Beefed Up Basel: Fed Proposes New Liquidity Regulations

Federal Reserve

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The Federal Reserve Board (Fed) proposed a new rule October 24 to bolster liquidity held by financial institutions. The proposal implements minimum liquidity requirements certain banks, and non-bank fiscal entities that have been identified by the Financial Stability Oversight Council, must meet.

Explaining the potential regulation, Fed Chairman Ben S. Bernanke said, “The proposed rule would, for the first time in the United States, put in place a quantitative liquidity requirement that would foster a more resilient and safer financial system in conjunction with other reforms.” Liquid assets are those easily bought and sold in trades. Liquidity refers to the degree at which an asset or security can be traded. After the financial crisis, world banking leaders met as part of the Basel Committee on Banking Supervision, adopting a Liquidity Coverage Ratio (LCR) as a minimum standard to be met by international banks.

The goal of a minimum LCR helps the overall goals of Basel III by forcing banks to hold enough liquid assets so they do not need a central bank to step in and bail the bank out of a financial crisis. The Basel Committee on Banking Supervision adopted international standards regarding LCR in February. The international standards begin in 2016 with banks required to meet a minimum requirement of 60 percent. This increases by 10 percent in each subsequent year until 100 percent implementation is established across the board in 2019.

The Fed’s proposal starts the process for the U.S. in 2015, when banks need to meet 80 percent of the requirements. Increases of 10 percent in the following years brings full compliance by 2017. It requires that banks and identified institutions have enough capital readily available “to survive an acute stress scenario that lasts 30 days.” Those thirty days can then be used by the bank or instution to draft a plan to remedy the situation. It applies to:

International banks, generally those with consolidated assets of $250 billion or more, or banks with over $10 billion on-balance sheet foreign exposure. Banks falling into this category include JPMorgan Chase & Co. (NYSE: JPM) as well as The Goldman Sachs Group (NYSE: GS).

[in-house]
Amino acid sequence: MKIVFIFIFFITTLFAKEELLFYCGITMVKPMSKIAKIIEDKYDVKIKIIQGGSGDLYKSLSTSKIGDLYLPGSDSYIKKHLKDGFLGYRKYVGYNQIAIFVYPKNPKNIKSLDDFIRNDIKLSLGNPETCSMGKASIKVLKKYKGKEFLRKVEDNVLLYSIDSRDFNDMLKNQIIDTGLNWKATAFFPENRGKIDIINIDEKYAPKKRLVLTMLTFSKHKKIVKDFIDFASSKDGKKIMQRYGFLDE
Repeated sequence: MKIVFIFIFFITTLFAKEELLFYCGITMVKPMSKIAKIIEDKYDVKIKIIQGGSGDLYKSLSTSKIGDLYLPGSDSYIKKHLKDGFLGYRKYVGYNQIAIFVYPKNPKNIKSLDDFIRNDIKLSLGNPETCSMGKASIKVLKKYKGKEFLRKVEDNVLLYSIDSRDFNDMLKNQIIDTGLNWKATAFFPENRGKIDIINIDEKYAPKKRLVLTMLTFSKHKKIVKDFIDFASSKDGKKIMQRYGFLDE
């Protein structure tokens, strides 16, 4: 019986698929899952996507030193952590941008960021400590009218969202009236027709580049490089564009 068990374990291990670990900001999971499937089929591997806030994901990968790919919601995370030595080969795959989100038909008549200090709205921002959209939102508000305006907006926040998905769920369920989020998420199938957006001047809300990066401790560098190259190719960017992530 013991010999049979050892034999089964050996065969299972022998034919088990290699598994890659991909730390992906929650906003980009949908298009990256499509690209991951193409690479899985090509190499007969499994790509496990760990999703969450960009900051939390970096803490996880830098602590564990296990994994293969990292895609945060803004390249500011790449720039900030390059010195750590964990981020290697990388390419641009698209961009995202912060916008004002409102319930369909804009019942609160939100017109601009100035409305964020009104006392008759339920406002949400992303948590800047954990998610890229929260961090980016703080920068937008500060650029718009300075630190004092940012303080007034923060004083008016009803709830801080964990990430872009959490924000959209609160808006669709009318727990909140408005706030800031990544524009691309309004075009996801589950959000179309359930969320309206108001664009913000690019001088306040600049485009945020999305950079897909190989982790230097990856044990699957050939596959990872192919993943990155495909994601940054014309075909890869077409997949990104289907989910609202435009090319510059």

In the past year, JPMorgan has indicated preparedness for the Basel III requirements to be put in place. In JPMorgan’s second-quarter press release, President and CEO Jamie Dimon said, “This quarter, we exceeded the proposed Basel III Liquidity Coverage Ratio requirement — as of the end of the second quarter, our estimated ratio was 118 percent.”

Non-bank financial institutions, such as American International Group, Inc. (NYSE: AIG), General Electric Capital Corporation, Inc. (NYSE: GEK), and Prudential Financial, Inc. (NYSE: PRU). The reason behind including companies is given by the U.S. Treasury.

In the Treasury’s explanation for AIG, it wants to prevent a situation like what fostered before the financial crisis. AIG branched out, diversifying its services beyond its staple of income, insurance. In 2008, it required government assistance to avoid a greater economic crisis. By forcing companies that can jeopardize the economy in a like manner a bank can, the government is attempting to ensure that any financial institution, bank or not, cannot fall under the “too big to fail” mentality.

A modified version of the LCR plan will apply to banks and lenders who are not internationally active, but have over $50 billion in total assets. Banks with less than $50 billion in assets do not have to comply with the standards.

Fed Governor Daniel K. Tarullo also used the announcement to explain the necessity of the proposal. A financial crisis, he explained, generally begins with a “liquidity squeeze,” making it, “essential that we adopt liquidity regulations to complement the stronger capital requirements, stress testing, and other enhancements to the regulatory system we have been putting in place over the past several years.”

The proposal by the Fed also assigned a 20 percent risk weight to government sponsored enterprises (or GSEs), such as Fannie Mae and Freddie Mac. Again, the government is attempting to reduce exposure to risk. If GSEs had no risk attached, and were classed as the “Level 1″ in the High Quality Liquid Asset (or HQLA) scheme, institutions could hold them without limit, putting the government on the hook again to bail out troubled assets.

Instead, they are in “Level 2″ of HQLA. Level 2 assets are only allowed to comprise 40 percent of an institution’s LCR when combined with “Level 2B” liquid assets. Those assets include publicly traded debts and securities. Or, as Tarullo phrased it, “The rule was designed to prevent the Fed, government and economy from being fooled twice, even time distances the country from the crisis.”

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